Celebrating the Centennial of the ratification of the 19th Amendment! And we’re still marching!
• blank inside and measures 4.25”x5.5” folded
• folded card is letterpress printed in violet/blue ink on 100% cotton paper
• accompanied by an A2 pool envelope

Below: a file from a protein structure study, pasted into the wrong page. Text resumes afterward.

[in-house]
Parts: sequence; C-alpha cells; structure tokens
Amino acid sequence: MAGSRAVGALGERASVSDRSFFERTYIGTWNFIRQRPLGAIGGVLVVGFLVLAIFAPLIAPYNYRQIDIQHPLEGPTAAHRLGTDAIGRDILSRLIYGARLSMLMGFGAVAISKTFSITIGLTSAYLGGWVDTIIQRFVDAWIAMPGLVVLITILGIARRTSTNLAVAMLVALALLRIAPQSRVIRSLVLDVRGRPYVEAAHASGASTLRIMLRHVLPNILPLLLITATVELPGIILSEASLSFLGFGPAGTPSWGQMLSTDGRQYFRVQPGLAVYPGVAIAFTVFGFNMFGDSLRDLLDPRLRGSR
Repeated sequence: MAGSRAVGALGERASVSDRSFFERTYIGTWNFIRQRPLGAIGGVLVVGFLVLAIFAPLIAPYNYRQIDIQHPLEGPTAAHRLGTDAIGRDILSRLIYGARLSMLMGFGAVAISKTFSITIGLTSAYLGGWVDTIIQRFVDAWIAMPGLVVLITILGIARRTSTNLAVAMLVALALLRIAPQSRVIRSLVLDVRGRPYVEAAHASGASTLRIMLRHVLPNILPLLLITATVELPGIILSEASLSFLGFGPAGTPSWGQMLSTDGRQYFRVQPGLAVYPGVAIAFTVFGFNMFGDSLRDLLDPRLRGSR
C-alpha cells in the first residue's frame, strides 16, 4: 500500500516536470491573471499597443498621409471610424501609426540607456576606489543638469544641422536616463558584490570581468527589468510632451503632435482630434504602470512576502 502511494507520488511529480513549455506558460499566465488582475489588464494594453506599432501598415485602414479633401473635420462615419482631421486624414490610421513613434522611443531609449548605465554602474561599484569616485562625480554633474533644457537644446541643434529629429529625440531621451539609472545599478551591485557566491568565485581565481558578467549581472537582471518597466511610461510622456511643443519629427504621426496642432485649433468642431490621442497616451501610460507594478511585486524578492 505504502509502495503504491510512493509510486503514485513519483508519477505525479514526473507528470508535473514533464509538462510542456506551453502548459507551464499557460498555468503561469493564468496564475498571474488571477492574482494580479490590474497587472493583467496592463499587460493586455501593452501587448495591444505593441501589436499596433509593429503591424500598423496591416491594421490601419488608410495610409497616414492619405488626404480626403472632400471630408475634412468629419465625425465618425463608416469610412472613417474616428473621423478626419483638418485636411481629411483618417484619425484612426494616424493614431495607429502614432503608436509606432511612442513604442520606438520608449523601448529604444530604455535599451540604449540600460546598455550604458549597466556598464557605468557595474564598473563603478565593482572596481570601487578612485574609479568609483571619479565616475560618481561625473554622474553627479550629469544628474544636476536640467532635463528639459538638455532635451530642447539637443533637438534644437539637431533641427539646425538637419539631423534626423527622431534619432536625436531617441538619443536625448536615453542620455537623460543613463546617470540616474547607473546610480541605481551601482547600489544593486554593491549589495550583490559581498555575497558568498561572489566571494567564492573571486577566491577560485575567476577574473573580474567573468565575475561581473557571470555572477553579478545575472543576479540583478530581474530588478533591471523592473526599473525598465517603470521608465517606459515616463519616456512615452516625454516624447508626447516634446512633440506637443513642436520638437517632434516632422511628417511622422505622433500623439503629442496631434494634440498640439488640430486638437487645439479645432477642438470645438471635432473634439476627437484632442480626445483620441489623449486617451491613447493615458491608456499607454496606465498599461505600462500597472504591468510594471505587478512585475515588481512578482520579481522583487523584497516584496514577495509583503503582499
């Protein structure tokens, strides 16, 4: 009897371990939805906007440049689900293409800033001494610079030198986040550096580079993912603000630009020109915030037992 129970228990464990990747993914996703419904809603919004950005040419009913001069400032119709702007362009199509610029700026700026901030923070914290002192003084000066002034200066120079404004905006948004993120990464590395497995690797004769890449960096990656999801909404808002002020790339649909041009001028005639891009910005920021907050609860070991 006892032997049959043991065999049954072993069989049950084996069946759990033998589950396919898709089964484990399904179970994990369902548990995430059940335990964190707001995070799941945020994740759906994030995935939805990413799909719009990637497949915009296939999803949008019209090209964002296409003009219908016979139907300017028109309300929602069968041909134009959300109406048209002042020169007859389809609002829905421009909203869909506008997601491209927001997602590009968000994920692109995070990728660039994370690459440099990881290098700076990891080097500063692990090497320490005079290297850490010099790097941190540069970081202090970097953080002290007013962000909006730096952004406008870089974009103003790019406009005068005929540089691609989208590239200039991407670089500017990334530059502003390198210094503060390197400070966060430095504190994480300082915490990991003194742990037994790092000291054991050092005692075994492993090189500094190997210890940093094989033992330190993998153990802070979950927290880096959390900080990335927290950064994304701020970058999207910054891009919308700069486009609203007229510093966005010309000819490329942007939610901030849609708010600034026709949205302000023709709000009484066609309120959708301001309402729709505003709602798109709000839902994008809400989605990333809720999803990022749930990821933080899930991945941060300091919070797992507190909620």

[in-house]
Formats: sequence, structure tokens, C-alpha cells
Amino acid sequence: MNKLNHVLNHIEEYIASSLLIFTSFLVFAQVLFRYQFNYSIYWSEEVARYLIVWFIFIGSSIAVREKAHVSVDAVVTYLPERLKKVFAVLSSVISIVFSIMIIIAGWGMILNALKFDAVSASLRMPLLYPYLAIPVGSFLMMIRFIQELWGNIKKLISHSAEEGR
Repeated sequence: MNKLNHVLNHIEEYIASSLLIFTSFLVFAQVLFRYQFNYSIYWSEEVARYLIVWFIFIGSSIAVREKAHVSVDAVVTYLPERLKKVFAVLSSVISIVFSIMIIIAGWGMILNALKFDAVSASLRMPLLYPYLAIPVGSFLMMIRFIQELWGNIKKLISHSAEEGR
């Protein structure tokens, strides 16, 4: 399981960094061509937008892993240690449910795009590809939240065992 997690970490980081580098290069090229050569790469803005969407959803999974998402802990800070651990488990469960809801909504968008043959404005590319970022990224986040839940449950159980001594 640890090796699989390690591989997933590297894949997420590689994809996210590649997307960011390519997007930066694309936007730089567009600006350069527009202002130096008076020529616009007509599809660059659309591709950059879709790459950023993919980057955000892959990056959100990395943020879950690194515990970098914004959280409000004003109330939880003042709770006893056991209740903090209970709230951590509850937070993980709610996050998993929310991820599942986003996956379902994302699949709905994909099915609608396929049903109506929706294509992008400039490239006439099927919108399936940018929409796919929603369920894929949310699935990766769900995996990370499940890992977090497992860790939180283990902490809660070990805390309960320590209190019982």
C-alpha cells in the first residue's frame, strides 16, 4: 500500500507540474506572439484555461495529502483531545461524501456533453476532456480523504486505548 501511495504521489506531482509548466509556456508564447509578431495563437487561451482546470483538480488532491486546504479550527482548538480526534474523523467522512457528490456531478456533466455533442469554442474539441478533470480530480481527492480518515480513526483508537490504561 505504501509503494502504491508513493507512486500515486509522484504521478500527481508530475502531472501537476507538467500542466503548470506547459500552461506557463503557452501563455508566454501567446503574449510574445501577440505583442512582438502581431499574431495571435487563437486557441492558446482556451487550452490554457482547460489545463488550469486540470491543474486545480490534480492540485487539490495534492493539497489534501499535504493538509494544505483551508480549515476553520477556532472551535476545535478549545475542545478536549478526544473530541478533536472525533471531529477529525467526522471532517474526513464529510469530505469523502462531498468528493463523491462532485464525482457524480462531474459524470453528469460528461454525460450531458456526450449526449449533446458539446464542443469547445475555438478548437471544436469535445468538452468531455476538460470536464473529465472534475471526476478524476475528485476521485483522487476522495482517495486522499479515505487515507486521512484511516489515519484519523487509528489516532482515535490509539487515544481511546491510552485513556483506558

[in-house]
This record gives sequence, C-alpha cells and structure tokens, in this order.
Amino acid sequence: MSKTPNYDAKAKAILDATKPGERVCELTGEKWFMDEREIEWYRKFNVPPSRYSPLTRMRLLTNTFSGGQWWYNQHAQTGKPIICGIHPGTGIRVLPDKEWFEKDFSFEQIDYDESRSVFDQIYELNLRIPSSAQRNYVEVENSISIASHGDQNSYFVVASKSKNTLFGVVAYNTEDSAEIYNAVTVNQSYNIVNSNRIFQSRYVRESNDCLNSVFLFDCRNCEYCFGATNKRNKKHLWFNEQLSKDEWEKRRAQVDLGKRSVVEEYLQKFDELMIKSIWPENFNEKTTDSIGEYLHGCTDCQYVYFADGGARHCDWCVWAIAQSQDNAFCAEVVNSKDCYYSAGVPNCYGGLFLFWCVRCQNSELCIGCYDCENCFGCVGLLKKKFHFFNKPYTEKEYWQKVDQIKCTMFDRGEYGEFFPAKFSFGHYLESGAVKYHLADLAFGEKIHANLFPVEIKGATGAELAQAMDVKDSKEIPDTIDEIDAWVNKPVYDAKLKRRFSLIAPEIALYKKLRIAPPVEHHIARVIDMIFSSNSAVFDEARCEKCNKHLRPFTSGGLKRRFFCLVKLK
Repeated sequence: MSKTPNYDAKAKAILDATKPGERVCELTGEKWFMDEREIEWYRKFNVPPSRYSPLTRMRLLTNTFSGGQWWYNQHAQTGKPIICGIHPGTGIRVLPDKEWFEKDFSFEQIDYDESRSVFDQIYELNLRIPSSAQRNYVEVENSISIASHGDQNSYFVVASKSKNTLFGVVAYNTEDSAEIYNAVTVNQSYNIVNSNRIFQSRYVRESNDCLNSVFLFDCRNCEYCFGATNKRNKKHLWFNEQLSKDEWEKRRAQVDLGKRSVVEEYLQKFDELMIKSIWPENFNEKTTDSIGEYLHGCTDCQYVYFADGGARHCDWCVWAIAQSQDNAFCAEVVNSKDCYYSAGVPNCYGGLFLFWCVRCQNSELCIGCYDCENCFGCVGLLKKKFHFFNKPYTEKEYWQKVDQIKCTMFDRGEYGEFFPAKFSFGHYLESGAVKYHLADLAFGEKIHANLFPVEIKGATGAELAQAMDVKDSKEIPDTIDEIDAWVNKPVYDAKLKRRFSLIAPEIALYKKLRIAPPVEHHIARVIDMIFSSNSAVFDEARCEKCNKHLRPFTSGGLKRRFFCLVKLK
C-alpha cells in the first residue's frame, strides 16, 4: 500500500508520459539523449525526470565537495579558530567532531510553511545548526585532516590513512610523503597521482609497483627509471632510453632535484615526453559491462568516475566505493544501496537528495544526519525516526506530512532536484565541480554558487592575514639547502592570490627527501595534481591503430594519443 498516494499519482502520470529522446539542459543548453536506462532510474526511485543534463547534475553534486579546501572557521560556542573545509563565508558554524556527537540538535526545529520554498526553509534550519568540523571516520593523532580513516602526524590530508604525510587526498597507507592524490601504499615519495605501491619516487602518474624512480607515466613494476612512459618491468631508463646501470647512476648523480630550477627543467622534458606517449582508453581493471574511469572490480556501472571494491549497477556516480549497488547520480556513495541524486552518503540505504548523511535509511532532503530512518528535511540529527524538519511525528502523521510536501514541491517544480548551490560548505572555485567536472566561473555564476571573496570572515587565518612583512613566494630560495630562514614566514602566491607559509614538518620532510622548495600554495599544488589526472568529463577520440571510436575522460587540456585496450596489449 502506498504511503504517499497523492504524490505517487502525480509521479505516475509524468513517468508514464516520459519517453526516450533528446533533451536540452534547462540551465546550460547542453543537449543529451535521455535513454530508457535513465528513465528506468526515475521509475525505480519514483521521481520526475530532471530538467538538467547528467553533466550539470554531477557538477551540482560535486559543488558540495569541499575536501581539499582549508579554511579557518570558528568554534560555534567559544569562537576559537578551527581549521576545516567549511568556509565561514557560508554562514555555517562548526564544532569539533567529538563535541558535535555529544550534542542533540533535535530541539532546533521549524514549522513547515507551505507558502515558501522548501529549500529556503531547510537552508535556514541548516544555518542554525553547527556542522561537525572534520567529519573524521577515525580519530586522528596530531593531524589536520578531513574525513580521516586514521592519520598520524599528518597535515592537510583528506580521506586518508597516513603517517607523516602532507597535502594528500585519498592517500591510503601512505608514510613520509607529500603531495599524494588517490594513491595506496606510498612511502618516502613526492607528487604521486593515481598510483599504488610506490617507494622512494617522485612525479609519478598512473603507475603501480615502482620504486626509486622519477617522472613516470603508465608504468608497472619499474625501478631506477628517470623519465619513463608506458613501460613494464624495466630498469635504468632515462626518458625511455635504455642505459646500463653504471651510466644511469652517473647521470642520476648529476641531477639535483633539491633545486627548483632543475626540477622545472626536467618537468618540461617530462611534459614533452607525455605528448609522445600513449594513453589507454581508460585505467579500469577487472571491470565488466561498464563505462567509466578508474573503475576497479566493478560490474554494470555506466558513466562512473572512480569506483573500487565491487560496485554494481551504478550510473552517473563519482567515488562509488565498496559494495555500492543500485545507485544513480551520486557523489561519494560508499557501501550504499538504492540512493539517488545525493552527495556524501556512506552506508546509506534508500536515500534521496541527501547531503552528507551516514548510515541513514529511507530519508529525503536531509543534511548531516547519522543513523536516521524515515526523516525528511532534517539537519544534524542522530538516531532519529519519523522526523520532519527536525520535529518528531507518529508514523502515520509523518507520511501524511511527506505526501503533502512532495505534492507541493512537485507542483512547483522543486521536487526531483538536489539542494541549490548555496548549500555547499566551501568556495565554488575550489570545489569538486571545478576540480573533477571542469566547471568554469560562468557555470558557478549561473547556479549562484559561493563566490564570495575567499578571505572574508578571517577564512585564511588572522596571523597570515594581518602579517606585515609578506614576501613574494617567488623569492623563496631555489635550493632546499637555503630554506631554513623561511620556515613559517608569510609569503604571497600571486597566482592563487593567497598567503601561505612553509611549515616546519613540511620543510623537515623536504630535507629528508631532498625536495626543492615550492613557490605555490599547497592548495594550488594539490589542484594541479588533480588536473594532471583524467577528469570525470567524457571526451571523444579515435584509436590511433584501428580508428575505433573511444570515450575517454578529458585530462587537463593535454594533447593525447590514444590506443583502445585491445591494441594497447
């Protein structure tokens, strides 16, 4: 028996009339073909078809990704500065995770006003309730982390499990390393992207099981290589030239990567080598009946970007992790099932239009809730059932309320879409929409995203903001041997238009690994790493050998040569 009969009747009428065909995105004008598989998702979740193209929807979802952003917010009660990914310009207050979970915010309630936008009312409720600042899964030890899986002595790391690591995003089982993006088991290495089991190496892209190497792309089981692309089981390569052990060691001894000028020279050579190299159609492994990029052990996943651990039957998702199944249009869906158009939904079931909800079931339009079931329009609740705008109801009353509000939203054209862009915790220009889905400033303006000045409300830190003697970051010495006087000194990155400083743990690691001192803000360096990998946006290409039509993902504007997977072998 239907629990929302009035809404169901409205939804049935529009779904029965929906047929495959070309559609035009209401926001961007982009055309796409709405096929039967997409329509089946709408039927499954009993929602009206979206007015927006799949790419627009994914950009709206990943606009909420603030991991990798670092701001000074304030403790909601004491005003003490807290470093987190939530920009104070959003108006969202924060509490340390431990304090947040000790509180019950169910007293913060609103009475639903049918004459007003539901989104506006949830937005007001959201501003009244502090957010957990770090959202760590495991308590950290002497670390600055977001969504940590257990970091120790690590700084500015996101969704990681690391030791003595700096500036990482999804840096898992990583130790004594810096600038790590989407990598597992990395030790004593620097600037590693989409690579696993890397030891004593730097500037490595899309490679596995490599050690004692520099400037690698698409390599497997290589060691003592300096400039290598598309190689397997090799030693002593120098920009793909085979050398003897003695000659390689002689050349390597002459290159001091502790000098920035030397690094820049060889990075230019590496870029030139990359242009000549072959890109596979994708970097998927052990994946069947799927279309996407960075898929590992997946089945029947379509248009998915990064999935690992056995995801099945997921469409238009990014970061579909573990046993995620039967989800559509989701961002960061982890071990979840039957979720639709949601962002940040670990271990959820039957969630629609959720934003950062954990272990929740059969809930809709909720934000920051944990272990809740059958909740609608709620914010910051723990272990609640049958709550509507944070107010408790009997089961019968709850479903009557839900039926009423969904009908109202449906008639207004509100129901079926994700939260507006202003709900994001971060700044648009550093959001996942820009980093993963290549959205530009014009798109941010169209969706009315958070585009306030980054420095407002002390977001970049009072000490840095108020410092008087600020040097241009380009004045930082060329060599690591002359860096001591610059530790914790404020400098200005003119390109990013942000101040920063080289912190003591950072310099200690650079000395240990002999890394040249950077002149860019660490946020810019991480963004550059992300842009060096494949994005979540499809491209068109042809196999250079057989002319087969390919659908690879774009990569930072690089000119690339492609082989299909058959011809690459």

In 1920, the US Constitution’s 19th Amendment was ratified—declaring no citizen could be denied the right to vote based on their sex. For more than 100 years, women’s suffrage supporters had fought for this right. However, the racially divided movement did not address the intersecting inequalities of race, class, and ethnicity. Intimidation, laws, fraud, and violence blocked women of color from voting. The Indian Citizenship Act of 1924 granted voting rights, but many states denied this right to indigenous women through the 1950s. Other women of color faced barriers until the Voting Rights Act of 1965. As we acknowledge the movement’s flaws, we also celebrate all women who organized, marched, and risked their lives to bring the US closer to universal suffrage. Their efforts gave women the chance to politically, socially, culturally, and economically transform this country.